- Italy has fallen behind Germany and France since the euro was launched
- Debt is running at 133% of GDP, which is unsustainable.
- Italy's standard of living is no higher than that of Slovenia
- Increasing numbers of Italians are questioning the euro
Italian support for Eurozone membership is not quite in ruins, but
seems to be crumbling. Image: Shutterstock
By Stephen Pope
Since 2009 the Eurozone has faced serious threats to its ability to remain intact. The troubles in Greece are well documented, and to a lesser extent the problem of Portugal on the western flank has also stirred emotions from time to time.
What is becoming more troubling with each passing day is the realisation that a greater risk is to be found right at the centre of Europe, in the third largest economy, namely Italy.
Not only has the county appeared ungovernable at times, with a virtual revolving door at the prime minister’s office, but now two recent reports pull no punches in revealing how the Italian population feels about the single currency.
The findings are rather grim. The first report implies that Italians perceive themselves as being poorer, worse off, under the rigour of the euro, and the second suggests the same people see their living standard increasingly falling behind that of citizens in Germany and France.
Now I am not suggesting that the Italians will actually vote to leave the Eurozone, but they will be watching and gauging their own economic circumstances over the summer and so it does not require a great leap of imagination to see the Italians building up a pressure cooker of contempt for the European project.
Despair over debt
Italy recorded a government debt equivalent to 132.7% of GDP in 2015. When the euro came into force in 1999, the Stability and Growth Pact stipulated that debt to GDP should not exceed 60% over the economic cycle. Well, Italy has completely flouted that rule; since 1999 the lowest the debt-to-GDP level has been is 100%, and the average is 109.5%.
There is a groundswell of political opposition against the single currency. The increasingly influential 5-Star movement wants to dump the euro through a referendum. It has enjoyed a surge in opinion polls and was up to 30%+ in a March Corriere Della Sera poll.
They are not alone, as the anti-European Union Northern League was on 12%. It is not beyond the realms of rationality to see opposing political parties band together if Italy had an “in/out” referendum in the future.
Before the Italian people vote to leave the euro, they would need to reflect deeply on whether the currency and its strictures have been good or bad for them.
Rome's Montecitorio palace, home to the Italian parliament.
A December report from Eurostat looked at GDP per capita, and, if all Eurozone nations began at an index base of 100, Germany rose 24% while Italy sank by 13%.
This would imply that Italy must now count its standard of living as being more on par with the Czech Republic, Slovakia and Slovenia rather than similar to Germany or even France where GDP per capita has remained nearly stagnant at just +5%.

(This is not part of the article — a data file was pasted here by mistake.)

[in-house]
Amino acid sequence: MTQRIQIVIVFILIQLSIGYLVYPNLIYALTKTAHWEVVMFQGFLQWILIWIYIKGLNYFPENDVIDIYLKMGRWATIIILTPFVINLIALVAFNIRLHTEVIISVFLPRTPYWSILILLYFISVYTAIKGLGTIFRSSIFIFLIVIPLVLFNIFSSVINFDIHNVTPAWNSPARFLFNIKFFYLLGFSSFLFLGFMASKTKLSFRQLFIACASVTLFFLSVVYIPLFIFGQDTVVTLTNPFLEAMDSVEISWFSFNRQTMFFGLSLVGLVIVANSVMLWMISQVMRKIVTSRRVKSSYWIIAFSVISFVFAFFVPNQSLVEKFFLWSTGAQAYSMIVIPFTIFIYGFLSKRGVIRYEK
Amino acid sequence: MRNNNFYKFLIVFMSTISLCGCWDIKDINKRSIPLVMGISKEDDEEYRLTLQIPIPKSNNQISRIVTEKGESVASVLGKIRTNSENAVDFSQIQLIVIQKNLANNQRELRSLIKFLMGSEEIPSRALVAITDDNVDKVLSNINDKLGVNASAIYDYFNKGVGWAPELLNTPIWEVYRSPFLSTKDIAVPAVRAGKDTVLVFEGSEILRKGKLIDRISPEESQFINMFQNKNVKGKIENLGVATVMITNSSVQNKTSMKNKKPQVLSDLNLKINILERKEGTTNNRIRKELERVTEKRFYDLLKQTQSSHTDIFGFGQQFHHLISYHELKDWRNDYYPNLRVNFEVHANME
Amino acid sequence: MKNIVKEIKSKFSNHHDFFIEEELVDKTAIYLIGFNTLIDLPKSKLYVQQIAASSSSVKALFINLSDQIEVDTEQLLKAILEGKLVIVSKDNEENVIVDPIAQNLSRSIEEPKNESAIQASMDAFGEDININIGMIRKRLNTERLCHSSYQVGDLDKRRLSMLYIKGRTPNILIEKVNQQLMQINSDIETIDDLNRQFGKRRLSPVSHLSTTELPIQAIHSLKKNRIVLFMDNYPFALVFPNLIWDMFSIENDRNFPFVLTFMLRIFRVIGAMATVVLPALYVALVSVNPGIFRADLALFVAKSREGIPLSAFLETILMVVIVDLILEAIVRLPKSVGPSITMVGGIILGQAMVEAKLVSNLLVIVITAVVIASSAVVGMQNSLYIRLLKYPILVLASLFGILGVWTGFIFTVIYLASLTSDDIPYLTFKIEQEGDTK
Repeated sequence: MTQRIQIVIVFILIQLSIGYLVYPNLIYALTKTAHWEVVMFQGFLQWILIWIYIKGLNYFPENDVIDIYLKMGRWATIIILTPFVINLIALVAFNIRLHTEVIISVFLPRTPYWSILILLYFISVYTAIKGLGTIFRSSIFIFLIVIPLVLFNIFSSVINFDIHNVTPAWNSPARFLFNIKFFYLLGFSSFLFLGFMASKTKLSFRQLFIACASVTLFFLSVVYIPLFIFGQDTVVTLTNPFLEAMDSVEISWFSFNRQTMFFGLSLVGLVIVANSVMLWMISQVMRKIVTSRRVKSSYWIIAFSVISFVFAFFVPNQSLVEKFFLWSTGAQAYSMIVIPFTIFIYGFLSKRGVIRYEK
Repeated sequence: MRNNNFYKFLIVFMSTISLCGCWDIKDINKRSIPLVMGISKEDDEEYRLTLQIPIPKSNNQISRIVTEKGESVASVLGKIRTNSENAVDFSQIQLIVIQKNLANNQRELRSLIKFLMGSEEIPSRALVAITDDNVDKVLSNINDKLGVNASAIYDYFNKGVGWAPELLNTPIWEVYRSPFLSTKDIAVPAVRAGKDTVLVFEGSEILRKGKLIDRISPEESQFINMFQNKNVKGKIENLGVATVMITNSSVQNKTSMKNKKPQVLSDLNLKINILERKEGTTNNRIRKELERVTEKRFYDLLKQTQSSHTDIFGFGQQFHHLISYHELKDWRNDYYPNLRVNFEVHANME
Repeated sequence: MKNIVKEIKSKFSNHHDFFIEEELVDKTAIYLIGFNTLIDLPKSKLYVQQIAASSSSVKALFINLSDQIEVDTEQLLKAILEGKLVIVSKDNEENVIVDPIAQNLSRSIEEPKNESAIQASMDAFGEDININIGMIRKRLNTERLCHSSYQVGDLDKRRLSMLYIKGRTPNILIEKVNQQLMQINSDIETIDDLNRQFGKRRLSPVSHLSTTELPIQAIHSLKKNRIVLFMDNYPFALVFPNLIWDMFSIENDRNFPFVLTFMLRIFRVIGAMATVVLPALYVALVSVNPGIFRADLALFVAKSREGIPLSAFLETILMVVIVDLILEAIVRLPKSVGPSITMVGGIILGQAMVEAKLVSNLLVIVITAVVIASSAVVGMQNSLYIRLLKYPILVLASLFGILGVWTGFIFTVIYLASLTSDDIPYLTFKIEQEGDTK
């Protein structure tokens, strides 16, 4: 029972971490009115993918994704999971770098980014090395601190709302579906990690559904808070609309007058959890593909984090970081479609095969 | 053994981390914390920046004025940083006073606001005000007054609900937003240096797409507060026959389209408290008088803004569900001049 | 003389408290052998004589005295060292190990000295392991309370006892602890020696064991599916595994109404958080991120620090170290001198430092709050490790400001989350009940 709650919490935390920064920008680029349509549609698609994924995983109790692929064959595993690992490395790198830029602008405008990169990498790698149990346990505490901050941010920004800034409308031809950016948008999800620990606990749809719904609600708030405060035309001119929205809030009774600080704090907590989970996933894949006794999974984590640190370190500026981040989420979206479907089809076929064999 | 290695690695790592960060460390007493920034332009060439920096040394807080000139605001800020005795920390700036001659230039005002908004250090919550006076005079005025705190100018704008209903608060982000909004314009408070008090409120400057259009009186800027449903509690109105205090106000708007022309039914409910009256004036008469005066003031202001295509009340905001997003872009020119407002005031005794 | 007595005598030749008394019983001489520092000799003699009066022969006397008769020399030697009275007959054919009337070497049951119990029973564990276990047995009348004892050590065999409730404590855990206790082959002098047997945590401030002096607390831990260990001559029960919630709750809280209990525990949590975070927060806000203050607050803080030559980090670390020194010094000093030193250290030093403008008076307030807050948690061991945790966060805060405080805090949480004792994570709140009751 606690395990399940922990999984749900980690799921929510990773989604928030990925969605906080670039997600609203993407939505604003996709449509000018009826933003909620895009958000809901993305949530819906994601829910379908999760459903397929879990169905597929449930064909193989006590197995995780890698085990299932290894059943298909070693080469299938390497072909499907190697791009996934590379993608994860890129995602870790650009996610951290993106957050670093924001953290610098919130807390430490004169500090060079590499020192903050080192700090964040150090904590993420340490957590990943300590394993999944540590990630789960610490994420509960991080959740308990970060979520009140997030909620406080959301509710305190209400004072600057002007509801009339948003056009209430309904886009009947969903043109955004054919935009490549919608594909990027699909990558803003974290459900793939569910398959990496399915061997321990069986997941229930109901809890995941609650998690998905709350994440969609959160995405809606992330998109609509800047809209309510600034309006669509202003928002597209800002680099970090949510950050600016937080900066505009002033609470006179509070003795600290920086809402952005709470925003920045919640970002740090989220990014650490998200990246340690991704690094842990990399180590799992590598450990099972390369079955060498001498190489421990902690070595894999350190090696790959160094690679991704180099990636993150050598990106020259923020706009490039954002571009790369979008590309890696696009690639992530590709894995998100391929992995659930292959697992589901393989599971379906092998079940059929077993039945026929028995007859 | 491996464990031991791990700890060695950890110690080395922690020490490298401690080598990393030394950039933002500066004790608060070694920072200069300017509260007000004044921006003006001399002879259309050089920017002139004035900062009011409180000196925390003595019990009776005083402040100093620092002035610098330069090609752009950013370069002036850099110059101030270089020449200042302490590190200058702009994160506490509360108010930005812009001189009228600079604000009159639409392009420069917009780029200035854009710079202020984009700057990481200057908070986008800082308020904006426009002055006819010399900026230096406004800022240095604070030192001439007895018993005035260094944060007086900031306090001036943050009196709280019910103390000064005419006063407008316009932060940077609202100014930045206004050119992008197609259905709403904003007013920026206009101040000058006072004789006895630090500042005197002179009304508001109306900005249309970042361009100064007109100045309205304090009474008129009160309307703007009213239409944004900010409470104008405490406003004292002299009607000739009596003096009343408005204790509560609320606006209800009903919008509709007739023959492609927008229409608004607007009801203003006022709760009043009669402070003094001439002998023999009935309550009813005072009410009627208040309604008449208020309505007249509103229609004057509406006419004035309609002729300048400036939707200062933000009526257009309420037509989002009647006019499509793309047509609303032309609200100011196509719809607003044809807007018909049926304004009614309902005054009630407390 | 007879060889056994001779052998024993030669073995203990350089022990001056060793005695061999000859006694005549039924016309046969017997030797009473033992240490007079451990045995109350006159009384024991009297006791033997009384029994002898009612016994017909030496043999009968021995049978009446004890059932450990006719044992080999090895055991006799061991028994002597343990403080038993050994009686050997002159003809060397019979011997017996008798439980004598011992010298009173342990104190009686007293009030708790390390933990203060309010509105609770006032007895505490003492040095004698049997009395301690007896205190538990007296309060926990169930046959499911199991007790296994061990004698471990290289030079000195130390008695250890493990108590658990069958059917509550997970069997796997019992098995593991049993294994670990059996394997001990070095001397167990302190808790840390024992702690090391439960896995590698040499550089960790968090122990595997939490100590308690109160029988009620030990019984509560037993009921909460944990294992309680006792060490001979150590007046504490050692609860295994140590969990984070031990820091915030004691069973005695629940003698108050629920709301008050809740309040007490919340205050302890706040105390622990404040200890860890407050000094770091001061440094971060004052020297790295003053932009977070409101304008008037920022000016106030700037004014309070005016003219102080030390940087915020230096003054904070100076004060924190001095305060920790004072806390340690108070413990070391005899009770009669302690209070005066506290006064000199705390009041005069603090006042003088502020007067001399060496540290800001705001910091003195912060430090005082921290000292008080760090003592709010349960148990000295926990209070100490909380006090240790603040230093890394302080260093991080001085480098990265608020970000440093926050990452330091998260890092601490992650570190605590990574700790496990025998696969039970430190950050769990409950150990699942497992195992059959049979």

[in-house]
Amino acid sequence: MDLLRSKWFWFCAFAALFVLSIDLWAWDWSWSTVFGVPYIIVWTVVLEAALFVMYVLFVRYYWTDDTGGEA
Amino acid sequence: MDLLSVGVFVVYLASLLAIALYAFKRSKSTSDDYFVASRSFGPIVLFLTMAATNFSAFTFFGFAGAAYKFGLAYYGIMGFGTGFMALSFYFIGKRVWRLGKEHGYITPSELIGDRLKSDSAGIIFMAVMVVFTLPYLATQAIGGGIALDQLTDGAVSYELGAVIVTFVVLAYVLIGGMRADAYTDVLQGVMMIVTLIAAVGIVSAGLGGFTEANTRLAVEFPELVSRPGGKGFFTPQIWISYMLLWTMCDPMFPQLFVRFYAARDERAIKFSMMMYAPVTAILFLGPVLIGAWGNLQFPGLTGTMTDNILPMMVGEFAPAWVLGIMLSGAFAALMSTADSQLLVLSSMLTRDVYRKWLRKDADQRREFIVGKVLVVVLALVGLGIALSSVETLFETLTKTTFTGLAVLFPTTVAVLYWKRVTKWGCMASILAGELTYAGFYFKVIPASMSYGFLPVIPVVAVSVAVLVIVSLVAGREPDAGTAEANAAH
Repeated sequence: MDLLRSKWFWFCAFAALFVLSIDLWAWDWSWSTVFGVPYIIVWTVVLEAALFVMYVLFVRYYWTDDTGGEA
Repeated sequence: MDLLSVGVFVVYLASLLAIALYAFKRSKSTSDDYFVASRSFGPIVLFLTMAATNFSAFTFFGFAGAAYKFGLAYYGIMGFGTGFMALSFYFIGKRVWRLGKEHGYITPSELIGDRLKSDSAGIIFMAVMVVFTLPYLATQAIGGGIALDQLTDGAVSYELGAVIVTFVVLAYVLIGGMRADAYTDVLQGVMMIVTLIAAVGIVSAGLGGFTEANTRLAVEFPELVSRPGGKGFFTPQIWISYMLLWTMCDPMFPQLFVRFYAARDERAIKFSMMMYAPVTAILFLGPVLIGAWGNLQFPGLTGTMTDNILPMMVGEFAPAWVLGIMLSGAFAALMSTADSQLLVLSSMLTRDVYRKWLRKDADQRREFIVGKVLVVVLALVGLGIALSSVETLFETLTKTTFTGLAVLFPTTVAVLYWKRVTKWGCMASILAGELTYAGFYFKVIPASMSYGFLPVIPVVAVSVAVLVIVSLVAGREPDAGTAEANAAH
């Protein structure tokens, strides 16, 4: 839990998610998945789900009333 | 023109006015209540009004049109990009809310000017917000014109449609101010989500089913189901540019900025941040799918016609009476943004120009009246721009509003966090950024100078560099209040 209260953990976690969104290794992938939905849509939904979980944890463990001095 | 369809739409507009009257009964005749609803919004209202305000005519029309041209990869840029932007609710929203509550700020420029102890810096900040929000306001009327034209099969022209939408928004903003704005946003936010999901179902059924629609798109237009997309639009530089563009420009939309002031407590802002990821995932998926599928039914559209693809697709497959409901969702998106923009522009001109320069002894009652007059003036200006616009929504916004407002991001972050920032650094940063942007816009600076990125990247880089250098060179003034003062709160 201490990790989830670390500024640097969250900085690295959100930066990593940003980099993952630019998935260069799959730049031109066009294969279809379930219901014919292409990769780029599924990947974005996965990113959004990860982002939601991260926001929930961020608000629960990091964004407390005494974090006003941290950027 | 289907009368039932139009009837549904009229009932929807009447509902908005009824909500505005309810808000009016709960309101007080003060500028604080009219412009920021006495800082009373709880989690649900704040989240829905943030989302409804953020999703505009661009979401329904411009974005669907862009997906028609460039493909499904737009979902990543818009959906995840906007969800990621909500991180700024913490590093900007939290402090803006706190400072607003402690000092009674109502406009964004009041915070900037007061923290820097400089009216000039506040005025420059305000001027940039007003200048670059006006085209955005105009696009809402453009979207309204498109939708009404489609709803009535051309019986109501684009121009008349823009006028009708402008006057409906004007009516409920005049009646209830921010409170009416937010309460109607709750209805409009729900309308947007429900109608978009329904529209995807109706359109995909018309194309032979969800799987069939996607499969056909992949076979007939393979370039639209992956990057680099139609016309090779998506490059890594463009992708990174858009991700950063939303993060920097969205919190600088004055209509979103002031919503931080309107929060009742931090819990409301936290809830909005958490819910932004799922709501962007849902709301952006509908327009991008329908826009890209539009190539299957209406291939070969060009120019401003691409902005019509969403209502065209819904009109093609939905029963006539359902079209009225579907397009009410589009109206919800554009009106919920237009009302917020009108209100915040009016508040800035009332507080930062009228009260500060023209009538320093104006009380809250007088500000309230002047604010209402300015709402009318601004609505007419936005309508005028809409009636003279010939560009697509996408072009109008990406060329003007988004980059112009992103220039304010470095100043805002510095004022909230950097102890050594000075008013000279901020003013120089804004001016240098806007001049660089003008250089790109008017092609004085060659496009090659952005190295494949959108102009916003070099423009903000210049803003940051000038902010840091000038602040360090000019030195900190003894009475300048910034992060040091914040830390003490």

To be blunt, the Italian people are worse off. They are poorer than they were in 1999 when the euro was introduced or even 2002 when the lira finally gave way to euro notes and coins.
The growth performance of the Eurozone has been poor. By comparison that of Italy has been dismal. At least Greece and Spain had booms before their painful busts. Germany and France have managed to claw back much of the ground lost in the deep recession of 2008-09.
However, Italy's GDP per capita is just 4% higher than it was 18 years ago. The economy is still smaller than it was in 2008 when the financial crisis took hold. Unemployment is at 11.6%, and labour market participation is low. When it comes to unfulfilled potential and being the real laggard, Italy is the standout case.
Findings this month from research group World Economics suggest Italy's problems from its currency linkage with Germany are increasing. Germany has become much more competitive as a member of the Eurozone.
Over the past two years, the "Italian euro" i.e. what a euro in Italy can buy has fallen 10% versus the “German euro”. That means Italian businesses exporting to Germany (12.1% of all Italian exports) compete at a clear disadvantage and now face worse conditions than previously. It also means that German imports are cheaper and therefore more competitive domestically.
World Economics suggests that Italy is a new fault line for the Eurozone: "...Italy looks like becoming the next domino to suffer from the strength of the German economy as trends [...] have become much more pronounced over the past 12 months...”
Italy’s manufacturing sector is dominated by small companies, many family-owned. These businesses have been reluctant to invest, have proven to be poor at innovation, and were slow to adopt new information technology when it took off in the 1990s. Productivity has increased less rapidly than in Germany or France.
And furthermore Italy has tended to specialise in low-cost manufactured goods, a segment of the global economy dominated by China against whose low wages Italy cannot compete.
Italy’s competitiveness problem is not new. Since 1945 the country has tended to have higher costs and higher inflation than rival economies. This was masked until it joined the euro as Italy was able to restore competitiveness by devaluing the lira, which made exports cheaper.
That option no longer available, and, with annual GDP growth struggling to reach 1.0% and with capital investment in business and infrastructure declining, one can understand why an increasing number of Italians tell pollsters the euro is a not a good thing.
An "Italian euro" buys less than a "German euro".
— Edited by John Acher